Sprint to move to packet-switch network

Sprint is to change its entire circuit-switched telephone network to packet technology in an attempt to keep up with customer demand for capacity, it announced Tuesday.

All eight million of Sprint's lines will eventually be moved over to the packet-based ATM (Asynchronous Transfer Mode) system, allowing voice, video and data to be broken down into small digital blocks and sent, in effect, simultaneously. This allows the network to be used more efficiently, and will also allow new multimedia services, Sprint said.

Sprint is the first major telecommunications company to move all three of its networks -- the local, tandem and long-distance networks -- over to packet technology, Nortel Networks spokeswoman Ann Fuller, said Tuesday.

Nortel Networks is managing the changeover, taking responsibility for delivery, installation and testing of the new equipment.

While Nortel is working with other telecommunications companies on changing parts of their networks (usually the tandem networks that aggregate calls on the local network) Sprint is the most expansive and first to change over all three networks, Fuller said.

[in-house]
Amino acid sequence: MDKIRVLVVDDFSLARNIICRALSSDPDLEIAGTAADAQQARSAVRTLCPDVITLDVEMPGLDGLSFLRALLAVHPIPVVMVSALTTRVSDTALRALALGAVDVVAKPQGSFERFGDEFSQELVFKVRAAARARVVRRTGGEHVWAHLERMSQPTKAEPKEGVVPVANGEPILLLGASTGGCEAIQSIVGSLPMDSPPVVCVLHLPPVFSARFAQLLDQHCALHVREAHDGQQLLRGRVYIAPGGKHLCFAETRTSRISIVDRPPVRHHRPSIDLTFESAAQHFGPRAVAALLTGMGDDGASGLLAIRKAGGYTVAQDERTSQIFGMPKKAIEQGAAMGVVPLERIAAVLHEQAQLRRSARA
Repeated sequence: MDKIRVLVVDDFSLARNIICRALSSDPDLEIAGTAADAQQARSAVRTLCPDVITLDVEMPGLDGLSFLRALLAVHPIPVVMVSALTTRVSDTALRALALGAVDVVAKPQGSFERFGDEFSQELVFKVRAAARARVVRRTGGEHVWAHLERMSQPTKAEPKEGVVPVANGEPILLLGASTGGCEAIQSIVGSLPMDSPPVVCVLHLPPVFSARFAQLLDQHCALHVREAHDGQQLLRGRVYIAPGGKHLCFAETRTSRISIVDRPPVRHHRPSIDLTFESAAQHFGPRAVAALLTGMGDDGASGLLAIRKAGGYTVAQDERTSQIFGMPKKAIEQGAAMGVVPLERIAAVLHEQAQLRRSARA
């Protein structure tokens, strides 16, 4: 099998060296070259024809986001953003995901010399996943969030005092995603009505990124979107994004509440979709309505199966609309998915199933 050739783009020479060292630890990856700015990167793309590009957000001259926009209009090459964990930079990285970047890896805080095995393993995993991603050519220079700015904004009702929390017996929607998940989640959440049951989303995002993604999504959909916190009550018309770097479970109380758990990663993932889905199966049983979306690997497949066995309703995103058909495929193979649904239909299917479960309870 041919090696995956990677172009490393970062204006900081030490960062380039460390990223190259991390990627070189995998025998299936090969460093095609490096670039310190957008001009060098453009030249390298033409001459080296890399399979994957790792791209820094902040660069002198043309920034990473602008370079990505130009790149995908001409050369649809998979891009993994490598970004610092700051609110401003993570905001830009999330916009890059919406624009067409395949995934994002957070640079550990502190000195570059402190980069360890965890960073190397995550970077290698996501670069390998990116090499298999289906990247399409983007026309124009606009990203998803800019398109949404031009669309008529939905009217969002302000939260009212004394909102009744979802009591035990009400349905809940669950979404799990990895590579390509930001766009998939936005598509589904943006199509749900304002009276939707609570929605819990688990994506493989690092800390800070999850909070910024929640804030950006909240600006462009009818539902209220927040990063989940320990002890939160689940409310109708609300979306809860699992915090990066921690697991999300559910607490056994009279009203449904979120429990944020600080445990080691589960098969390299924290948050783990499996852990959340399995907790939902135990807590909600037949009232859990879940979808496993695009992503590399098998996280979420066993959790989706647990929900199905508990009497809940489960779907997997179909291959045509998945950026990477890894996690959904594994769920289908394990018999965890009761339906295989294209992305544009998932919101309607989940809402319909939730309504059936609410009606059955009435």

Packet networks are simpler to operate and more cost effective, Fuller said. Sprint hopes to see a 30 percent reduction in operating costs after the changeover, she said.

"It also lays the foundation for the next generation of services, multimedia services like instant video conferencing, virtual whiteboards and, my own favorite, a personal call manager that handles all your e-mail, Blackberry mail and phone calls. You don't need separate wireless, home and work numbers any more."

Such services can easily be bundled for corporate clients, Fuller said, and Sprint will also be able to reach areas of the country that haven't been economically viable to date, she said.

Sprint is beginning the transfer with an initial one million lines, in areas where economic factors have shown it to be most necessary, Sprint said. That decision is based on the amount of traffic in each area and whether it makes sense to upgrade the circuit switch or move to packet switching, Fuller said. The rest of the eight million lines may take up to 12 years to be moved over, she said.

The move is an important one for Sprint because it prepares them for the new services customers will demand, industry analyst Jeff Kagan said Tuesday. The move from circuit-switched to packet-switched is similar to that from analog to digital or narrowband to broadband, or indeed horse and buggy to automobiles, Kagan said.

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